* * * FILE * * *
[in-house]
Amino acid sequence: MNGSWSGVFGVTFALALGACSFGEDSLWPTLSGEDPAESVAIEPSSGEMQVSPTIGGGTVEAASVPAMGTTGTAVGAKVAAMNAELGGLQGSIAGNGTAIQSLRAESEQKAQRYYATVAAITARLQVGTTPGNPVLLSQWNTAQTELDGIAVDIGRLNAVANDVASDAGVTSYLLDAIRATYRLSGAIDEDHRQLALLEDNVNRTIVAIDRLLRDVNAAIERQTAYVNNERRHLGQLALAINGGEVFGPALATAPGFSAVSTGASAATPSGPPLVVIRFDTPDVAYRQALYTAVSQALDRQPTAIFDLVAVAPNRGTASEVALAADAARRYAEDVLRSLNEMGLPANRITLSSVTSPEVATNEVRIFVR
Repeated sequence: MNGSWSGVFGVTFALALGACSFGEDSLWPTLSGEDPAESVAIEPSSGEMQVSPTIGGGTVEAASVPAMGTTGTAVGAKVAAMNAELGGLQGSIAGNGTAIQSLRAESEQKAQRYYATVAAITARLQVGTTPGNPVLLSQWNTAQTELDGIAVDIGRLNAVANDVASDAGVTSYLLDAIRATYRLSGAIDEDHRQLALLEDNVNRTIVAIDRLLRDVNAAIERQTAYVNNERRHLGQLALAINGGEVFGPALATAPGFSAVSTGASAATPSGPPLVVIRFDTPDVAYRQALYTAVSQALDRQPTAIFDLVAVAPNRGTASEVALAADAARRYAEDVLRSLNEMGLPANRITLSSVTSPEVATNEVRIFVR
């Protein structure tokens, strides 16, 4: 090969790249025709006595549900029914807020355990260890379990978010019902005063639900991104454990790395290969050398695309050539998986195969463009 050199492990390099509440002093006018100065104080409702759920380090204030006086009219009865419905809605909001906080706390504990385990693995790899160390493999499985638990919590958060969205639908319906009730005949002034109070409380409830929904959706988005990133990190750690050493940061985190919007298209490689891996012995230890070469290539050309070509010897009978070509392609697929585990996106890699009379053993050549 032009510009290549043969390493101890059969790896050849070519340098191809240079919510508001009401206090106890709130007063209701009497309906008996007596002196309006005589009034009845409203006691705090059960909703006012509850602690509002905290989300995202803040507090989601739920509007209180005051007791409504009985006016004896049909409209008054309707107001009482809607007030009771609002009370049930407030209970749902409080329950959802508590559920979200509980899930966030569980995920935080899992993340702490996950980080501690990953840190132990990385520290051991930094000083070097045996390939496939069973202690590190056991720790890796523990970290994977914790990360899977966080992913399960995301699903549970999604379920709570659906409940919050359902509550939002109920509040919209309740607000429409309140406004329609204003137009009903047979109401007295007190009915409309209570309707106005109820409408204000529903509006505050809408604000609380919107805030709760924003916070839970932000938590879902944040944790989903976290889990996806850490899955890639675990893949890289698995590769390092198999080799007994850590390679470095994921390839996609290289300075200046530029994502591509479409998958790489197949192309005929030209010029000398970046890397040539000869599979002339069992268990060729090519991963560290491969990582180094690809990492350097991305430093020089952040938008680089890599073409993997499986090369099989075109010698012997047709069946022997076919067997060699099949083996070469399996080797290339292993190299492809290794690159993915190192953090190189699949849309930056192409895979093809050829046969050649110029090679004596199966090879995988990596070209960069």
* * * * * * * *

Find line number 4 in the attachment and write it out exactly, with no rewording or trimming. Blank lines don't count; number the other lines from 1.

């Protein structure tokens, strides 16, 4: 090969790249025709006595549900029914807020355990260890379990978010019902005063639900991104454990790395290969050398695309050539998986195969463009 050199492990390099509440002093006018100065104080409702759920380090204030006086009219009865419905809605909001906080706390504990385990693995790899160390493999499985638990919590958060969205639908319906009730005949002034109070409380409830929904959706988005990133990190750690050493940061985190919007298209490689891996012995230890070469290539050309070509010897009978070509392609697929585990996106890699009379053993050549 032009510009290549043969390493101890059969790896050849070519340098191809240079919510508001009401206090106890709130007063209701009497309906008996007596002196309006005589009034009845409203006691705090059960909703006012509850602690509002905290989300995202803040507090989601739920509007209180005051007791409504009985006016004896049909409209008054309707107001009482809607007030009771609002009370049930407030209970749902409080329950959802508590559920979200509980899930966030569980995920935080899992993340702490996950980080501690990953840190132990990385520290051991930094000083070097045996390939496939069973202690590190056991720790890796523990970290994977914790990360899977966080992913399960995301699903549970999604379920709570659906409940919050359902509550939002109920509040919209309740607000429409309140406004329609204003137009009903047979109401007295007190009915409309209570309707106005109820409408204000529903509006505050809408604000609380919107805030709760924003916070839970932000938590879902944040944790989903976290889990996806850490899955890639675990893949890289698995590769390092198999080799007994850590390679470095994921390839996609290289300075200046530029994502591509479409998958790489197949192309005929030209010029000398970046890397040539000869599979002339069992268990060729090519991963560290491969990582180094690809990492350097991305430093020089952040938008680089890599073409993997499986090369099989075109010698012997047709069946022997076919067997060699099949083996070469399996080797290339292993190299492809290794690159993915190192953090190189699949849309930056192409895979093809050829046969050649110029090679004596199966090879995988990596070209960069």